Aicardi-Goutières syndrome (AGS) is a genetically determined encephalopathy usually inherited as an autosomal recessive trait. The syndrome can be caused by mutations in the AGS1 gene encoding the exonuclease TREX1, or in any of the AGS2, AGS3, or AGS4 genes that encode the three subunits of the human ribonuclease H2 (RNaseH2) complex. Typically, AGS has an early onset, usually manifesting by the age of 4 months. We describe a female infant in whom the onset of the neurological symptoms of AGS occurred after the age of 12 months, and her younger brother who was identified to be affected by AGS at the age of 8 months on the basis of the presence of non-neurological features alone. This paper is important in providing a detailed description of the late-onset presentation of AGS in patients with proven pathogenic mutations and highlights the occurrence of both chilblains and abnormal neuroimaging many months before the onset of neurological features. Our paper also considers the possible value of immunomodulatory therapy in AGS.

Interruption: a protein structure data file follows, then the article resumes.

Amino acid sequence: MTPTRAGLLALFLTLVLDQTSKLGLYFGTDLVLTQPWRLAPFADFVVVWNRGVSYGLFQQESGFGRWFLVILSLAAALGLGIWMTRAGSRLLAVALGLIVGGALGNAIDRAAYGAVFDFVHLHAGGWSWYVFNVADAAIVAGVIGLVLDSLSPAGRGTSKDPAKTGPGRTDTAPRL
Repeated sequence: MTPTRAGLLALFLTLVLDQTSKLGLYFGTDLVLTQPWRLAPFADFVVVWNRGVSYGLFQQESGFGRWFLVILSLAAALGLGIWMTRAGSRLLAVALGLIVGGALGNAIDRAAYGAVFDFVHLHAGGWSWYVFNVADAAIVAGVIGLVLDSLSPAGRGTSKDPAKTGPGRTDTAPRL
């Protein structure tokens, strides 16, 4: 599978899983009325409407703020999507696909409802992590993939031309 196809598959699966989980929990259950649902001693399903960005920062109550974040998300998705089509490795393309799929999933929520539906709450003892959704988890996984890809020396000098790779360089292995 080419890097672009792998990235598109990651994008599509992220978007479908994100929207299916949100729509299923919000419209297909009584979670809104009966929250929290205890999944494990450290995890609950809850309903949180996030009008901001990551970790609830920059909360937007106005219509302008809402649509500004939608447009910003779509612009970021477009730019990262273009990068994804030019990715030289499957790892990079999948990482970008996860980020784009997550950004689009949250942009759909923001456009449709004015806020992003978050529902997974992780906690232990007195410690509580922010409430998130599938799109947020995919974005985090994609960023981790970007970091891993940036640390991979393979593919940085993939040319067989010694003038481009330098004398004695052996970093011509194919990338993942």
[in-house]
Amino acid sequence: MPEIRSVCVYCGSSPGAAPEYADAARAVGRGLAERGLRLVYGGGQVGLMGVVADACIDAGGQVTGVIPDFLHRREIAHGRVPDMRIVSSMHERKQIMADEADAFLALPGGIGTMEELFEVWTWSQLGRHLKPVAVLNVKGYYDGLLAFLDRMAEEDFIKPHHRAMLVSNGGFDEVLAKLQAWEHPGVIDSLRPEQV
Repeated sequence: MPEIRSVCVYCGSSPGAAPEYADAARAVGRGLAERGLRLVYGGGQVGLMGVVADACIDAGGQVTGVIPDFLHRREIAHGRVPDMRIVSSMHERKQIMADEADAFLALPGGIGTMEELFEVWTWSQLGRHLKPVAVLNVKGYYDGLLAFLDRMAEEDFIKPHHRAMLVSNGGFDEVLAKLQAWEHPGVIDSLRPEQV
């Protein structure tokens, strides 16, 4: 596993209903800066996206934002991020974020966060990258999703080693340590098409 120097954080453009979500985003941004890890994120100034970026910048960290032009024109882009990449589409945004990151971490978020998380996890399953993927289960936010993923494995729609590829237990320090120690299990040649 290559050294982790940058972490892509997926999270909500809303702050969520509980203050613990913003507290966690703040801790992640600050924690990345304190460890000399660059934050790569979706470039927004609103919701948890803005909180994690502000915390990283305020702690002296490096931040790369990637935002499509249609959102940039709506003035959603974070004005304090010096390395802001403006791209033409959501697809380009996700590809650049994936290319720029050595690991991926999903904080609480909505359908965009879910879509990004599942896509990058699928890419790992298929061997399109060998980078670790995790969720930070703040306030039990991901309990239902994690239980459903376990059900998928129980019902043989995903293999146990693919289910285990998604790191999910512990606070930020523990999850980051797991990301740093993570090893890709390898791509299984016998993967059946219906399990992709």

ASJC Scopus subject areas
- Clinical Neurology
- Pediatrics, Perinatology, and Child Health